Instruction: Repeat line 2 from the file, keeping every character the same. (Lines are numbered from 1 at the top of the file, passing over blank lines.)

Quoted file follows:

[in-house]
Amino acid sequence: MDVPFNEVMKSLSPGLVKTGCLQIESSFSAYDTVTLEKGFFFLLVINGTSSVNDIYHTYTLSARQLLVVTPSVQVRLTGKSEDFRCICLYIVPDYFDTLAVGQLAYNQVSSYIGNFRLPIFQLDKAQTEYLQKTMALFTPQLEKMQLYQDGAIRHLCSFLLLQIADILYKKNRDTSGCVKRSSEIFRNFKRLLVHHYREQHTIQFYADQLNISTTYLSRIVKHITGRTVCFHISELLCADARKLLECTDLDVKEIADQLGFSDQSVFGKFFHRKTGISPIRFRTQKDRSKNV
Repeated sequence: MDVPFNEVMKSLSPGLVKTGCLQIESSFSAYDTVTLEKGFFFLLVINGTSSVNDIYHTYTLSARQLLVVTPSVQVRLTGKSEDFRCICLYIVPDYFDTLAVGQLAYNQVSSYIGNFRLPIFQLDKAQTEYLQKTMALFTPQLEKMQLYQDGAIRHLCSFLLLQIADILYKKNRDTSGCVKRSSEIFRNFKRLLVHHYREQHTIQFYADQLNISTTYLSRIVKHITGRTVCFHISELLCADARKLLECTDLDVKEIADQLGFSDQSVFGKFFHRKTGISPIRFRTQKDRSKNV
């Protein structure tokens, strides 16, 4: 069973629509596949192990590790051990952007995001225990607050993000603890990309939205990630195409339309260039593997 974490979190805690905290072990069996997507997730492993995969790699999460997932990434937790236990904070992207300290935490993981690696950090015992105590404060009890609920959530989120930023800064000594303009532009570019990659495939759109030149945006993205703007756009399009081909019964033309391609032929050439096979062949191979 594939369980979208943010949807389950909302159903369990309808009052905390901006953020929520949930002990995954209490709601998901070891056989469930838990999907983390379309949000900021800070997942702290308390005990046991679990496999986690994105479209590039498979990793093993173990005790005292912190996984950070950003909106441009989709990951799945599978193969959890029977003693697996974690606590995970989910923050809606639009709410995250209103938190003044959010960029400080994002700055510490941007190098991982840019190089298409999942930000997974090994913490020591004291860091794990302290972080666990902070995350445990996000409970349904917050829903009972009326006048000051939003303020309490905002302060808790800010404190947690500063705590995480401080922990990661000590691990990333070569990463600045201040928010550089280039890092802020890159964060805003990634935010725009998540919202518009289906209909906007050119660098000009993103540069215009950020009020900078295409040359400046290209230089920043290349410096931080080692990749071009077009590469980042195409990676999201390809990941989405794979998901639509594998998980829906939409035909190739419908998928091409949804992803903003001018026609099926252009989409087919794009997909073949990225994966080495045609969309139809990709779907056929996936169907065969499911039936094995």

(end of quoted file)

Amino acid sequence: MDVPFNEVMKSLSPGLVKTGCLQIESSFSAYDTVTLEKGFFFLLVINGTSSVNDIYHTYTLSARQLLVVTPSVQVRLTGKSEDFRCICLYIVPDYFDTLAVGQLAYNQVSSYIGNFRLPIFQLDKAQTEYLQKTMALFTPQLEKMQLYQDGAIRHLCSFLLLQIADILYKKNRDTSGCVKRSSEIFRNFKRLLVHHYREQHTIQFYADQLNISTTYLSRIVKHITGRTVCFHISELLCADARKLLECTDLDVKEIADQLGFSDQSVFGKFFHRKTGISPIRFRTQKDRSKNV